Published on February 25, 2016

The Power of Suggestibility

By Brooke Lemke, Hypnotherapist at Genesis Health System

The Power of SuggestibilityToday’s topic is about the most important tool needed for the hypnotherapist to do their job: suggestibility. One of the primary goals of a hypnotherapist is to understand your suggestibility.

By definition, suggestibility simply means “how one learns”. By understanding and ultimately knowing your suggestibility, the hypnotherapist will be able to provide you with the best suggestions for your subconscious to readily accept. 

The Science of Suggestibility

It was believed that there was a portion of the population that could not be hypnotized prior to 1967 since hypnotists used only direct, literal suggestions. In 1967, Dr. John Kappas found there were different types of suggestibility which explained why the direct, literal suggestions were not working with some of the population.

He found that approximately 50 percent of the population primarily learns through inferences. And so began the change in the field of hypnotherapy to utilize inferences with certain clients. 

Initially, learning is accomplished through our primary caretaker from birth to approximately age five. From about age six to age nine, we become influenced by peers, teachers and others. Around ages nine to fourteen, our secondary caretaker begins to influence our suggestibility.

This means if your primary caretaker said what she meant and meant what she said, you primarily learned direct, literal communication. If your primary did not follow through on what she said and the verbal and non verbal communications were incongruent, you searched for the hidden meaning in what was being said and therefore primarily learned indirectly through inferences.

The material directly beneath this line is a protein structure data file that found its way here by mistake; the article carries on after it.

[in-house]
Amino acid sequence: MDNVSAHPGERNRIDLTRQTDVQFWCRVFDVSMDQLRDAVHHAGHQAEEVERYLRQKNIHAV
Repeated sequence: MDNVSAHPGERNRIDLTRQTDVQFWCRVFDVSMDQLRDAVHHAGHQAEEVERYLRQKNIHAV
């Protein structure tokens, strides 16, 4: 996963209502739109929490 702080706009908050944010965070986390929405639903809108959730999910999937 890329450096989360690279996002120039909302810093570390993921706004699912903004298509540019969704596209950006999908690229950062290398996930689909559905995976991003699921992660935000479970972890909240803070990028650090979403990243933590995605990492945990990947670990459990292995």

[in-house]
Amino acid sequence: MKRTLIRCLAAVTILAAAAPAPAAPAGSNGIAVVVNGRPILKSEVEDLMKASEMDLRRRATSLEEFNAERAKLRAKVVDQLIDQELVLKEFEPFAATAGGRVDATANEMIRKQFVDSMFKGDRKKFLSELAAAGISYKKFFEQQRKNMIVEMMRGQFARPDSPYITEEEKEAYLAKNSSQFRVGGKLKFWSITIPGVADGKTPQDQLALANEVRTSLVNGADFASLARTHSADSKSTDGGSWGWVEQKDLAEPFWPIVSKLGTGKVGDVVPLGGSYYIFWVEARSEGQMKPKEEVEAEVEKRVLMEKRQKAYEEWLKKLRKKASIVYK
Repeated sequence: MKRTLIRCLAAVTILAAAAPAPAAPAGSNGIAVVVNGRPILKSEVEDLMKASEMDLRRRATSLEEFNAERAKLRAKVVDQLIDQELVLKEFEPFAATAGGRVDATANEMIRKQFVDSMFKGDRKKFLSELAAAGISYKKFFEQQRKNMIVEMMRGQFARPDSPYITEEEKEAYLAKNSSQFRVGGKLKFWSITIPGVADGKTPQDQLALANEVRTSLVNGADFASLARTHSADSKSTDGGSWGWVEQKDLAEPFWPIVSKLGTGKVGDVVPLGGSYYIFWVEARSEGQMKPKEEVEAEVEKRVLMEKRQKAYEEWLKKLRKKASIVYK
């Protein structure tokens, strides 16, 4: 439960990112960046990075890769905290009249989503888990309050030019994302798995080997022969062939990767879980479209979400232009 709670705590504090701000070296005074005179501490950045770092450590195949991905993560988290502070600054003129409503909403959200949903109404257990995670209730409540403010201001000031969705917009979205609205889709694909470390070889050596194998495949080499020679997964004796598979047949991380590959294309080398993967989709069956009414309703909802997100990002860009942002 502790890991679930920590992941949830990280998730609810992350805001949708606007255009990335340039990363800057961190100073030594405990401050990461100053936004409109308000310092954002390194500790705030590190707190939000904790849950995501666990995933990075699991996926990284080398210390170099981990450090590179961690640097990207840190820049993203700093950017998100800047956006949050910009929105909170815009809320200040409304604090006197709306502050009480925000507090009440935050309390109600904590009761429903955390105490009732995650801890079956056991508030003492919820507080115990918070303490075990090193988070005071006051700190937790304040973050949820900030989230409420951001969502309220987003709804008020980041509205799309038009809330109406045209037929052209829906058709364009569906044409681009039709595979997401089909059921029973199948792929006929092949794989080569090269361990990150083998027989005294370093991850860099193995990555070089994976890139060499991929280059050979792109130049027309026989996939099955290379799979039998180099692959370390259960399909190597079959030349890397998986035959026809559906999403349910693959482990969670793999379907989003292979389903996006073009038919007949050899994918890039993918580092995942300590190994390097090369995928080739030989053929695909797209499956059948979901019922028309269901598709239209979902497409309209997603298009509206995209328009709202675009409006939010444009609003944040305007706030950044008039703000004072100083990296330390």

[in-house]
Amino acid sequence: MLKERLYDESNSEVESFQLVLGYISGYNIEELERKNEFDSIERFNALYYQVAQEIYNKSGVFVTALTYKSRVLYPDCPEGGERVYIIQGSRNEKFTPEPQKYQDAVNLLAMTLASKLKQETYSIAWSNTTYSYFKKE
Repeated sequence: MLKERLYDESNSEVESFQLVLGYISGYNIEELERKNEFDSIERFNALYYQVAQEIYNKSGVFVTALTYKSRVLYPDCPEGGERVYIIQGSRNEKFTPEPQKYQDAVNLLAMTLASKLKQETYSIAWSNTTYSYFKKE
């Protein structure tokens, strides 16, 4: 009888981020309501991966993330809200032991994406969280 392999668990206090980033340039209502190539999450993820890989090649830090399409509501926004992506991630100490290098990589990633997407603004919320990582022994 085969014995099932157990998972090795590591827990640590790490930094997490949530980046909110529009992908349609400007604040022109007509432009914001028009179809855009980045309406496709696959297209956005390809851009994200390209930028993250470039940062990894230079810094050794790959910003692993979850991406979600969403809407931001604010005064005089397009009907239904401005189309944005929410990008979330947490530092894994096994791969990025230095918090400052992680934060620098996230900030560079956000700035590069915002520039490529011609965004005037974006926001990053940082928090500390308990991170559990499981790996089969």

A Mixed Bag

Because of the outside influences of peers, teachers and the secondary caretaker, you'll never be 100 percent of one type of suggestibility. This means you’ll have a primary suggestibility and a secondary suggestibility, both of which are measured in percentages. For example, if you’re 70 percent direct suggestible, you’re 30 percent indirect suggestible.

This information allows the hypnotherapist to create the suggestions that are best suited for you. The hypnotherapist can test for suggestibility through a questionnaire as well as a physical response test using your hands and arms.

An example of a direct suggestion would be, “You are confident,” whereas an indirect suggestion would be, “You may find yourself standing taller and stronger each and every day.” The inference of standing taller and stronger is confidence.

Different Methods of Suggestibility

In addition to suggestibility, the hypnotherapist pays attention to your key words. These can be visual, auditory or kinesthetic. By understanding if you’re a visual, auditory or kinesthetic learner, suggestions can be given to you that your subconscious will accept with greater ease.

Here’s an example: If a visual client says to me, “I see myself lacking confidence and would like more confidence," then I will use a suggestion such as, “Visualize yourself with confidence”. I wouldn’t say, "Feel confident” since “feel” is a kinesthetic word and “see” is a visual word.

These are some of the basics behind the success of hypnotherapy and the power of suggestion to provide you with a greater understanding of how your mind works and what to expect when coming into a session. This also explains why not everyone can buy a hypnosis CD or read a self-help book and experience the same results. Each person learns differently.

In my next blog, I’m going to list a number of areas that benefit well from hypnotherapy!

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